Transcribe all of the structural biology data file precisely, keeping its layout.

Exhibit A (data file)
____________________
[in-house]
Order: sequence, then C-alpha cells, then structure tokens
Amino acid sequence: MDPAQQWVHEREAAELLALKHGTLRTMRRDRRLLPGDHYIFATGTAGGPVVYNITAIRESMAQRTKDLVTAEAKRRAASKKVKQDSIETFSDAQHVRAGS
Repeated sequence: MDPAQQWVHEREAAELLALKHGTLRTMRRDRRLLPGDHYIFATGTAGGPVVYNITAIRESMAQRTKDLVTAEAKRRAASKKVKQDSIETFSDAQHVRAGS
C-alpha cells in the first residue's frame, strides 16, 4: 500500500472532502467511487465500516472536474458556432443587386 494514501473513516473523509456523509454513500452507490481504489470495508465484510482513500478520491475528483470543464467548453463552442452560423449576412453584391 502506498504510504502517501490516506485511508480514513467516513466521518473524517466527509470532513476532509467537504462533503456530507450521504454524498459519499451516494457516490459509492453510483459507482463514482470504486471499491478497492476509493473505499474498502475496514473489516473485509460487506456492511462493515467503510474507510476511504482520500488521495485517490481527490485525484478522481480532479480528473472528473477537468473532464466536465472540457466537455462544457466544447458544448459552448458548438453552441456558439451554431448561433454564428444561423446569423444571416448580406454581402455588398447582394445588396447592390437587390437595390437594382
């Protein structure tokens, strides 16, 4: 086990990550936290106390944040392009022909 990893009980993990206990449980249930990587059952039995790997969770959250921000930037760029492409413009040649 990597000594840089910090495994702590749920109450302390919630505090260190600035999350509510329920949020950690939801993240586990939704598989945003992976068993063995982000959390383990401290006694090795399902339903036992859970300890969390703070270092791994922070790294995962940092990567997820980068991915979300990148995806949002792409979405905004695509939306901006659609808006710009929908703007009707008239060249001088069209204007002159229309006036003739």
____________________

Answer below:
[in-house]
Order: sequence, then C-alpha cells, then structure tokens
Amino acid sequence: MDPAQQWVHEREAAELLALKHGTLRTMRRDRRLLPGDHYIFATGTAGGPVVYNITAIRESMAQRTKDLVTAEAKRRAASKKVKQDSIETFSDAQHVRAGS
Repeated sequence: MDPAQQWVHEREAAELLALKHGTLRTMRRDRRLLPGDHYIFATGTAGGPVVYNITAIRESMAQRTKDLVTAEAKRRAASKKVKQDSIETFSDAQHVRAGS
C-alpha cells in the first residue's frame, strides 16, 4: 500500500472532502467511487465500516472536474458556432443587386 494514501473513516473523509456523509454513500452507490481504489470495508465484510482513500478520491475528483470543464467548453463552442452560423449576412453584391 502506498504510504502517501490516506485511508480514513467516513466521518473524517466527509470532513476532509467537504462533503456530507450521504454524498459519499451516494457516490459509492453510483459507482463514482470504486471499491478497492476509493473505499474498502475496514473489516473485509460487506456492511462493515467503510474507510476511504482520500488521495485517490481527490485525484478522481480532479480528473472528473477537468473532464466536465472540457466537455462544457466544447458544448459552448458548438453552441456558439451554431448561433454564428444561423446569423444571416448580406454581402455588398447582394445588396447592390437587390437595390437594382
């Protein structure tokens, strides 16, 4: 086990990550936290106390944040392009022909 990893009980993990206990449980249930990587059952039995790997969770959250921000930037760029492409413009040649 990597000594840089910090495994702590749920109450302390919630505090260190600035999350509510329920949020950690939801993240586990939704598989945003992976068993063995982000959390383990401290006694090795399902339903036992859970300890969390703070270092791994922070790294995962940092990567997820980068991915979300990148995806949002792409979405905004695509939306901006659609808006710009929908703007009707008239060249001088069209204007002159229309006036003739």